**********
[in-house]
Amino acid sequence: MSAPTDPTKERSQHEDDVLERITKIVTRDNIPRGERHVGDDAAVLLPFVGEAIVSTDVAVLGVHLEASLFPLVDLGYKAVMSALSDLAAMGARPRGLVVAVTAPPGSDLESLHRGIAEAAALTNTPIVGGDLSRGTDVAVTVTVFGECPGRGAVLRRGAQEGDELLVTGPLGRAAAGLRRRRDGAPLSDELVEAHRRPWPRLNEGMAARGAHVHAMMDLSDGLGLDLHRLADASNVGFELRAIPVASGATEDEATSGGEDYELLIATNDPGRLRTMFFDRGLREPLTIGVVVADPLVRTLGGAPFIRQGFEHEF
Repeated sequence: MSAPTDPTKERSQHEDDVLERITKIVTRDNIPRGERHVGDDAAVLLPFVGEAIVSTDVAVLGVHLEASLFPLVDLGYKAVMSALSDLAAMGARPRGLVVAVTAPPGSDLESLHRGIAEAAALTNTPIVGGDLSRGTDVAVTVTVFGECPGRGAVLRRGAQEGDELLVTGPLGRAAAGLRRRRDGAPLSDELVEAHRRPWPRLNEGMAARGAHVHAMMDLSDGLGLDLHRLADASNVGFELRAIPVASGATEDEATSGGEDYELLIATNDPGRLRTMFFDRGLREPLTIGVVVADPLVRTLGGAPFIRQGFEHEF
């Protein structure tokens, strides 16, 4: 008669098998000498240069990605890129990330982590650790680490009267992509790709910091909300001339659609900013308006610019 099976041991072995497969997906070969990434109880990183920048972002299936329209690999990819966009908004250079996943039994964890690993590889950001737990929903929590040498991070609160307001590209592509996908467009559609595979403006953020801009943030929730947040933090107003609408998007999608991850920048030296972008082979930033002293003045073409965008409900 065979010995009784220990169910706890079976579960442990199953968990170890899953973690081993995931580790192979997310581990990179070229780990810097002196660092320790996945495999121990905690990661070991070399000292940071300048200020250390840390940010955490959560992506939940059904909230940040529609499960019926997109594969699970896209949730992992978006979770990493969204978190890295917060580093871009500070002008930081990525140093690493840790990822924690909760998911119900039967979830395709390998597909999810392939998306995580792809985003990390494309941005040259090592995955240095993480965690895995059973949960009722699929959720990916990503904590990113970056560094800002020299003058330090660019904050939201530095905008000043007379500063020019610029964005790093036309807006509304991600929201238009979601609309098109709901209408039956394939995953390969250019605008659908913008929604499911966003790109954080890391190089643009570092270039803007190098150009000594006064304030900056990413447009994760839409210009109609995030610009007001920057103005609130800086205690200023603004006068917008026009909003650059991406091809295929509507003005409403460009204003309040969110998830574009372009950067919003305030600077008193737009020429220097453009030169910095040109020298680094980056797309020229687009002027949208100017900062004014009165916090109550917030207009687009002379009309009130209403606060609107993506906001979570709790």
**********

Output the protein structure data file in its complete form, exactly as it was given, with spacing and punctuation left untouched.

[in-house]
Amino acid sequence: MSAPTDPTKERSQHEDDVLERITKIVTRDNIPRGERHVGDDAAVLLPFVGEAIVSTDVAVLGVHLEASLFPLVDLGYKAVMSALSDLAAMGARPRGLVVAVTAPPGSDLESLHRGIAEAAALTNTPIVGGDLSRGTDVAVTVTVFGECPGRGAVLRRGAQEGDELLVTGPLGRAAAGLRRRRDGAPLSDELVEAHRRPWPRLNEGMAARGAHVHAMMDLSDGLGLDLHRLADASNVGFELRAIPVASGATEDEATSGGEDYELLIATNDPGRLRTMFFDRGLREPLTIGVVVADPLVRTLGGAPFIRQGFEHEF
Repeated sequence: MSAPTDPTKERSQHEDDVLERITKIVTRDNIPRGERHVGDDAAVLLPFVGEAIVSTDVAVLGVHLEASLFPLVDLGYKAVMSALSDLAAMGARPRGLVVAVTAPPGSDLESLHRGIAEAAALTNTPIVGGDLSRGTDVAVTVTVFGECPGRGAVLRRGAQEGDELLVTGPLGRAAAGLRRRRDGAPLSDELVEAHRRPWPRLNEGMAARGAHVHAMMDLSDGLGLDLHRLADASNVGFELRAIPVASGATEDEATSGGEDYELLIATNDPGRLRTMFFDRGLREPLTIGVVVADPLVRTLGGAPFIRQGFEHEF
């Protein structure tokens, strides 16, 4: 008669098998000498240069990605890129990330982590650790680490009267992509790709910091909300001339659609900013308006610019 099976041991072995497969997906070969990434109880990183920048972002299936329209690999990819966009908004250079996943039994964890690993590889950001737990929903929590040498991070609160307001590209592509996908467009559609595979403006953020801009943030929730947040933090107003609408998007999608991850920048030296972008082979930033002293003045073409965008409900 065979010995009784220990169910706890079976579960442990199953968990170890899953973690081993995931580790192979997310581990990179070229780990810097002196660092320790996945495999121990905690990661070991070399000292940071300048200020250390840390940010955490959560992506939940059904909230940040529609499960019926997109594969699970896209949730992992978006979770990493969204978190890295917060580093871009500070002008930081990525140093690493840790990822924690909760998911119900039967979830395709390998597909999810392939998306995580792809985003990390494309941005040259090592995955240095993480965690895995059973949960009722699929959720990916990503904590990113970056560094800002020299003058330090660019904050939201530095905008000043007379500063020019610029964005790093036309807006509304991600929201238009979601609309098109709901209408039956394939995953390969250019605008659908913008929604499911966003790109954080890391190089643009570092270039803007190098150009000594006064304030900056990413447009994760839409210009109609995030610009007001920057103005609130800086205690200023603004006068917008026009909003650059991406091809295929509507003005409403460009204003309040969110998830574009372009950067919003305030600077008193737009020429220097453009030169910095040109020298680094980056797309020229687009002027949208100017900062004014009165916090109550917030207009687009002379009309009130209403606060609107993506906001979570709790």